That means, I want a build to be dynamic during build time, not during runtime (one could also call this a configurable build). If the resulting build should also be an AMD module, or you want to keep the single modules as modules, this can be easily achieved using the AMD feature plugin, which allows to configure a build during runtime as well as during build time. But what I wanted to have as a result this time, was a single UMD wrapped module with no define/require calls inside of it, so that a user can also just reference the build from a script tag (i.e. remove the dependency on an AMD loader as Require.js).
- Or: Navigate a Website on a Computer Screen in a Website on a Computer Screen -
Jerome Etienne‘s post on HTML Elements in a WebGL surrounding really caught my interest. What I wanted to do was slightly different, though: I wanted a fully accessible website displayed on the screen of a computer 3D model (creating a virtual 3D office in a browser with an interactive computer, phone, stereo and such is an old dream of mine).
Jerome’s post was a good start, and he created tQuery plugins to do it. After reading the source and understanding the concept, it was a pretty easy and straightforward process, except for two issues I ran into. And here’s the result: browse this website in a 3D environment (requires Chrome and features audio, so grab some headphones and turn up the volume).
It’s been some time since dojox/storage, and a lot of things changed since then. Most notably: Browsers now have IndexedDB, and Dojo now has the dojo/store API that widgets can directly work with.
The dojo/store API was built with IndexedDB and offline in mind, has a nice API and allows asynchronism, meaning that it can return Promises instead of values. The only thing missing was a persistence layer that would take data via that API and store it in the user’s browser, e.g. for offline availability.
And that’s what Storehouse is: A persistent object store implementing the dojo/store API.
Just recently I learned about the Web Speech API which it’s already available in Chrome 25. It takes input from the computer’s microphone, does a speech recognition and returns you the results – without needing you to do anything. You just start the service, say “Hello” and get a result returned that contains the string “hello”. I immediately got nerd sniped and decided I needed to add speech recognition to decoupled-input to be able to issue voice commands in a game, like “Arm cannon”, “Fire missile” or “Activate autopilot”. There’s an example page over here where you can see it in action. Just press “V” to activate recognition and say one of “Full speed”, “Slow” or “Stop” to control the car’s speed; you get a green confirmation text when the command has been recognized. While this is seriously awesome, it also has some cons. Let’s go into some details.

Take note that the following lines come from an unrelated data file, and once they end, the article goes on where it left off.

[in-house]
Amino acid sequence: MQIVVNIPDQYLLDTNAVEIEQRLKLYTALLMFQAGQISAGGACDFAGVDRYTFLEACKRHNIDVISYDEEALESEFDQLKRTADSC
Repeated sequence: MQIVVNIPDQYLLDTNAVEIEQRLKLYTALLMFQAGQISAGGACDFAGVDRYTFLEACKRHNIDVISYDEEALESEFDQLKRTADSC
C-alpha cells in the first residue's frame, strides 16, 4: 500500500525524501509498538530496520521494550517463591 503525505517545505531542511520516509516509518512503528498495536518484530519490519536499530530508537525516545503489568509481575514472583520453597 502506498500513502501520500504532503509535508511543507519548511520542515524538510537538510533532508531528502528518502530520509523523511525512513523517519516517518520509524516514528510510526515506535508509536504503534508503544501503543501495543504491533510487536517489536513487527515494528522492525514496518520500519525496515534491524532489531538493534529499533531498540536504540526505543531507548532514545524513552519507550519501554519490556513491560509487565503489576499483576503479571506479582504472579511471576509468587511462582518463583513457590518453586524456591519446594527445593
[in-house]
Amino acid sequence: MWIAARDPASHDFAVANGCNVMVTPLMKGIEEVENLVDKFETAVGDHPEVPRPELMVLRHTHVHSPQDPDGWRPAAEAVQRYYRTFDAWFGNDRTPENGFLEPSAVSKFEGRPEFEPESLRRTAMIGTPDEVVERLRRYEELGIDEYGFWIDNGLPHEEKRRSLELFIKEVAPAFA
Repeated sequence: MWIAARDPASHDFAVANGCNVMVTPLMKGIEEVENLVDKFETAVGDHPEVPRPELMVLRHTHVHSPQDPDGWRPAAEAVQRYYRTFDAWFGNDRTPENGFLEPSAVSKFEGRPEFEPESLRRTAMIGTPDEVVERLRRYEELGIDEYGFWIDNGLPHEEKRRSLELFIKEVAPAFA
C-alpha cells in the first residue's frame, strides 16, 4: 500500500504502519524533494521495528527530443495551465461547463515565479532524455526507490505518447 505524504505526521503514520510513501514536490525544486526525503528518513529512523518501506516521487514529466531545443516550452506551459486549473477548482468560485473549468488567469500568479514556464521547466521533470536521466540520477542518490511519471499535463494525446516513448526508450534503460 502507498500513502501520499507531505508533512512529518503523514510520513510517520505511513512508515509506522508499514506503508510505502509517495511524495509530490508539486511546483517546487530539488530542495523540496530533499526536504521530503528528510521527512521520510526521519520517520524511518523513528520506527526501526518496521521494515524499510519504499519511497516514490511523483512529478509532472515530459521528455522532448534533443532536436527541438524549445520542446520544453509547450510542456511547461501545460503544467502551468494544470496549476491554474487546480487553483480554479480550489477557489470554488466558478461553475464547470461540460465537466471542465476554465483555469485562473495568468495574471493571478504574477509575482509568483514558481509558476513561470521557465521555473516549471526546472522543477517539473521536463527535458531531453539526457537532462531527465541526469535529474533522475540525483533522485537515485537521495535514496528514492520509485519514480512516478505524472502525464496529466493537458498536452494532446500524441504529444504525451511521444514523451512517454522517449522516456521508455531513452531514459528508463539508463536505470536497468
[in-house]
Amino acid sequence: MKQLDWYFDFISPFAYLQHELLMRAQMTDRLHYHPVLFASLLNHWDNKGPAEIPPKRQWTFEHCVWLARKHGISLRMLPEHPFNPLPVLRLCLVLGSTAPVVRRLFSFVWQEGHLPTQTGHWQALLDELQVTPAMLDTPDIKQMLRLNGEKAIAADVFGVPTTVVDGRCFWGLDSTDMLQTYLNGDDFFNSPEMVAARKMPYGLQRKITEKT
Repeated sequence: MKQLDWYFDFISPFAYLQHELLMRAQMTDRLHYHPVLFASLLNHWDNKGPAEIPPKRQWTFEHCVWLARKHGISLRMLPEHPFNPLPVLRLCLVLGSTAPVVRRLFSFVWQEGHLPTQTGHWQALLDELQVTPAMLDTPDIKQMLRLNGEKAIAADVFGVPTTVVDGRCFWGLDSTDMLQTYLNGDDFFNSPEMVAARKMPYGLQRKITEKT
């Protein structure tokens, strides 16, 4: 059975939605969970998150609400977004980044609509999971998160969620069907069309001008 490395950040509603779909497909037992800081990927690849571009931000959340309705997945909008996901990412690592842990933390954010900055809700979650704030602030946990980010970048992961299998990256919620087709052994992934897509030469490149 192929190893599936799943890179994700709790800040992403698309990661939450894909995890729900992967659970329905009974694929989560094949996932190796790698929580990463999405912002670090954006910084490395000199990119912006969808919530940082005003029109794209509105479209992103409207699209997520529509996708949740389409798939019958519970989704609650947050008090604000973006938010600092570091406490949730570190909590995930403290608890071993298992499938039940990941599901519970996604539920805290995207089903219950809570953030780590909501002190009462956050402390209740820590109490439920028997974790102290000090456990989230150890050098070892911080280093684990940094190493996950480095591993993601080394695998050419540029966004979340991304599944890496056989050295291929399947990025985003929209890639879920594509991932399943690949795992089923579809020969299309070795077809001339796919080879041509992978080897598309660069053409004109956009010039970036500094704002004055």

Note: This is a tutorial about working with IDBWrapper, a wrapper for the IndexedDB client side storage. Creating indexes and running queries only works with the new version of IDBWrapper, so if already have IDBWrapper, make sure you fetch a new version from GitHub.
All examples in this tutorial follow along the “Basic Index Example”, which uses IDBWrapper to store customer data such as name and age. You can find in the examples folder, and you can (and should) also open it in your browser, as it has a “query” section that allows you to set query options by using inputs and dropdowns to immediately see the results of your settings.
While the last part of the tutorial covered the basic CRUD methods get/getAll/put/delete, this part is about the real thing: running queries against the store.
To do so, we need to get familiar with two things: Creating indexes, and creating keyRanges.
The Ascent project had a bunch of upgrades these days, including better loading logic, a radar, pointer lock support and others. But the most important one certainly was decoupled input. I found it important enough to extract and polish it and create a separate GitHub repo for it. So, let me introduce you to decoupled-input!
UPDATE: This post was written for three.js revision 49. An updated post for newer revisions of three.js is here: Mouse-Picking Collada Models with three.js, Part II.
Finding a Collada model that has been “clicked on” in a scene seems to be a common issue, and I’m getting quite some emails asking me about details. So here’s a how-to with annotated code.
The whole “finding an object” thing requires ray casting. When the user clicks anywhere on the screen, we’ll project the event coordinates into the 3D space so that we have a virtual “view-path” from the center of our view into the direction where the click took place – like our own eye does. We then follow that line until we find an intersection with an object in the scene. That line is the ray we are “casting”. OK, let’s go!
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As I mentioned before, the THREE.js Ray class is not very optimized regarding memory usage. Of course, you should avoid expensive operations like ray casting, but it seems to be the cheapest way to detect if a given point is inside of a mesh. So you will eventually do a lot of ray casting in your render loop.
This is the case for Ascent, as I’m implementing shooting at things there. The whole “shooting at things” implementation can be optimized a lot, but that’s something for another post; for now, we just want a less memory-eating ray caster class.
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